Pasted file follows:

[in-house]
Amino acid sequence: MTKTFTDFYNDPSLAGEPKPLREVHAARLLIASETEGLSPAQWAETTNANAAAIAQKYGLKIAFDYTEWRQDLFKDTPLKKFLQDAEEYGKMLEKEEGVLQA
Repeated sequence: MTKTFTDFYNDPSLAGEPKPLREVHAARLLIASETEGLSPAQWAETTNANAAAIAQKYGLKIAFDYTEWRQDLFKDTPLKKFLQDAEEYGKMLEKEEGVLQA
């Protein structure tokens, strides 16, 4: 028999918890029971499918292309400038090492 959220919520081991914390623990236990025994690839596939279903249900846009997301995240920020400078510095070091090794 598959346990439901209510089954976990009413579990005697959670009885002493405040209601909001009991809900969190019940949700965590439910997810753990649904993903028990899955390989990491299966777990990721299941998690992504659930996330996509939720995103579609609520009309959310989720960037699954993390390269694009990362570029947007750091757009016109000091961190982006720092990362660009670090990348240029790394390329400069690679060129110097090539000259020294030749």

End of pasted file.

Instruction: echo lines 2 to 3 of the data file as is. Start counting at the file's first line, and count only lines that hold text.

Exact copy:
Amino acid sequence: MTKTFTDFYNDPSLAGEPKPLREVHAARLLIASETEGLSPAQWAETTNANAAAIAQKYGLKIAFDYTEWRQDLFKDTPLKKFLQDAEEYGKMLEKEEGVLQA
Repeated sequence: MTKTFTDFYNDPSLAGEPKPLREVHAARLLIASETEGLSPAQWAETTNANAAAIAQKYGLKIAFDYTEWRQDLFKDTPLKKFLQDAEEYGKMLEKEEGVLQA